All the people were being directed towards the main presentation room on the 2nd floor, a huge room that could probably sit 500 people. We were pretty anonymous there. Several guards looked in our direction but no one said anything.
The celebration started and for the most part it was boring. I walked different halls back and forth randomly on an "important call" on my cellphone. I was trying to see if I could find any computer or server room. Nothing on the 2nd floor. I texted the guys and negative on their part too.

After the celebration was done people started exiting the place. I saw a bunch of people that looked like they could be high level execs. The way they moved, the air of confidence and the way people looked at them gave me that feeling. I decided to tag along. It was the best move I've made in a long time.
The execs were all going to a meeting. I entered the conference room after them and sat on a far corner of the room. With all the people that were going to present. No one even asked me who I was. I just acted like I should be there. I was part of the team.
I updated the guys over with a text message: Possible angle. Standby for confirmation.

The meeting started with (I later learned) the Senior VP of Marketing welcoming everyone to the annual marketing strategy meeting. I had to suppress my smile. I was: Daaaaammmmmmnnnnn. I started my voice recorder.
Mr Senior VP spoke about the current year and what he thought was the best strategy for the next 2, 5 and 10 years. He was very detailed. He passed along to everyone a copy of his powerpoint. At the top right corner it read: "Confidential - For internal corporate use only - DO NOT DISTRIBUTE".


I texted the guys and I had a bunch of swearing words in return. Thank you guys!

The rest of the people took turn explaining their plans. I had several Gb of storage on my voice recorder and I used them all. I recorded everything.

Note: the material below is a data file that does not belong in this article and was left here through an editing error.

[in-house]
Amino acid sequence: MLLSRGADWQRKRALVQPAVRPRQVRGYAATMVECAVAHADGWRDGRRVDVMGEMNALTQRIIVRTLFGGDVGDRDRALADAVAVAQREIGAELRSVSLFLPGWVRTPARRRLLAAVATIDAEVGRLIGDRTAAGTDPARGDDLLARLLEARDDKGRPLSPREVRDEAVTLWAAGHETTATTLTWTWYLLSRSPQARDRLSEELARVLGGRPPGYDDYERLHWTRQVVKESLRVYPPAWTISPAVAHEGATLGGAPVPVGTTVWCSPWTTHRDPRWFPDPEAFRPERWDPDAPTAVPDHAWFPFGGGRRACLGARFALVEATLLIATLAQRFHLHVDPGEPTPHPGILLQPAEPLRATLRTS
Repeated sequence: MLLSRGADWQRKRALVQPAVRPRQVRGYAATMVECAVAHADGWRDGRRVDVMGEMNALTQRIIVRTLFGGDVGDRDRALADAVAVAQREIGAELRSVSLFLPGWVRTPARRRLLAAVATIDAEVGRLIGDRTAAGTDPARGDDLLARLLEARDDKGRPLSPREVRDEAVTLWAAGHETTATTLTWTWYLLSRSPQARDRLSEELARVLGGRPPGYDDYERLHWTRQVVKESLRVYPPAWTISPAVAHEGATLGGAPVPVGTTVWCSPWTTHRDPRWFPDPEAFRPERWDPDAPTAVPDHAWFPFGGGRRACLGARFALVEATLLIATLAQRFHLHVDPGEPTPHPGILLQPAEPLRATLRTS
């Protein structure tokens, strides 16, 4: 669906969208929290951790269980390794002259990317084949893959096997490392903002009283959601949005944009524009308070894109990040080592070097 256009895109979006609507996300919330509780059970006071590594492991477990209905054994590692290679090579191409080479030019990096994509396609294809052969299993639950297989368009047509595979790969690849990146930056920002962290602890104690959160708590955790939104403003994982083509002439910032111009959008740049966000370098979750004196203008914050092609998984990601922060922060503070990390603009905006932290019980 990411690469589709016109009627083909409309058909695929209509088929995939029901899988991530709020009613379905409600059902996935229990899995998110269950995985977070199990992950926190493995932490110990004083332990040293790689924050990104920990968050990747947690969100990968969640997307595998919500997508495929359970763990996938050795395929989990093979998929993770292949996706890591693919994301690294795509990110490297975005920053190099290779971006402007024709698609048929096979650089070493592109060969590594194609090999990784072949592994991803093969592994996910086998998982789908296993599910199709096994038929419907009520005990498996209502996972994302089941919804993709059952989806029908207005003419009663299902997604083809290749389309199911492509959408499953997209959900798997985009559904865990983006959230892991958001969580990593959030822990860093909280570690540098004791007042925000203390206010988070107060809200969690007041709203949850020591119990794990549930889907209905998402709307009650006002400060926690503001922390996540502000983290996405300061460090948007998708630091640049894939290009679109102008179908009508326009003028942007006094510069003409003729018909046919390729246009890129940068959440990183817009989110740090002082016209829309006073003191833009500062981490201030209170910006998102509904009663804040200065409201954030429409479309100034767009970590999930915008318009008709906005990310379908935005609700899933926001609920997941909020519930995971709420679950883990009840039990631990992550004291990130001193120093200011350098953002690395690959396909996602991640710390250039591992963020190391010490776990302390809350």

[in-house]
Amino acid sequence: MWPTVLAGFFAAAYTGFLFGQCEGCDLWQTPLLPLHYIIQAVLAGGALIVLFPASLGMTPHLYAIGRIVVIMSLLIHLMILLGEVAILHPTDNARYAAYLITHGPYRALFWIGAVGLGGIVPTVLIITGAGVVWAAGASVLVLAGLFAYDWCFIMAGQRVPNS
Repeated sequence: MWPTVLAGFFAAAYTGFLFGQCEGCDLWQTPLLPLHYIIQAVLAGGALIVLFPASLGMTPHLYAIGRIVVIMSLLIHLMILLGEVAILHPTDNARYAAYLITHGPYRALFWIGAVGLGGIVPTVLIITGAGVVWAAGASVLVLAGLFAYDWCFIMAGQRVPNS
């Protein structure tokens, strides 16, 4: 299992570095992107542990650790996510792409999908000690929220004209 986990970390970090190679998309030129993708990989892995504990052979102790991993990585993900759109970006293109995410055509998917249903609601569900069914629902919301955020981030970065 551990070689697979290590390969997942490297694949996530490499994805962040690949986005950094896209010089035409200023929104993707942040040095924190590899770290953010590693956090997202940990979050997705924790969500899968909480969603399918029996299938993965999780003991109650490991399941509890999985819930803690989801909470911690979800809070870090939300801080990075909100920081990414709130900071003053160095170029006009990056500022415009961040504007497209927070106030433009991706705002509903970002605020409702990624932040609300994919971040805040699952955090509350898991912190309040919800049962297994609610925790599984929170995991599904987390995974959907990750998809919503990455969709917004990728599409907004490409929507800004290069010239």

A lot of people didn't know each other, or they did just over the phone. This was a large company.

Now for the fun part.

At some point they all looked at me. I was sitting where all the presenters were sited, so they thought I was there to present. Oh well.

I stood up, walked to the front of the room and introduced myself.

"Hi my name is Mr. Hacker. If I were a bad, evil competitor you would be in trouble now. I have in my hands a copy of your marketing plans for the immediate future. However, I am not a spy. I am working with the CISO, Mr. CISO, and we are testing the state of the security of this company. Thank you for your attention, I will be leaving now…"

The look on their faces was priceless. I wish I could show you the picture I took.

I will not bore you with the details of what happened after that, suffice it to say that they are now much more secure after this. They learned a lot and we worked with their security department to upgrade their policies and training.

Oh man, it was a fun project.

Parting note: Not all projects are like this, some you work long and hard and come up empty handed, some others you see opportunities like this and get caught. In this case it worked superbly well. We were lucky. Moral of the story? Keep your ears and eyes open.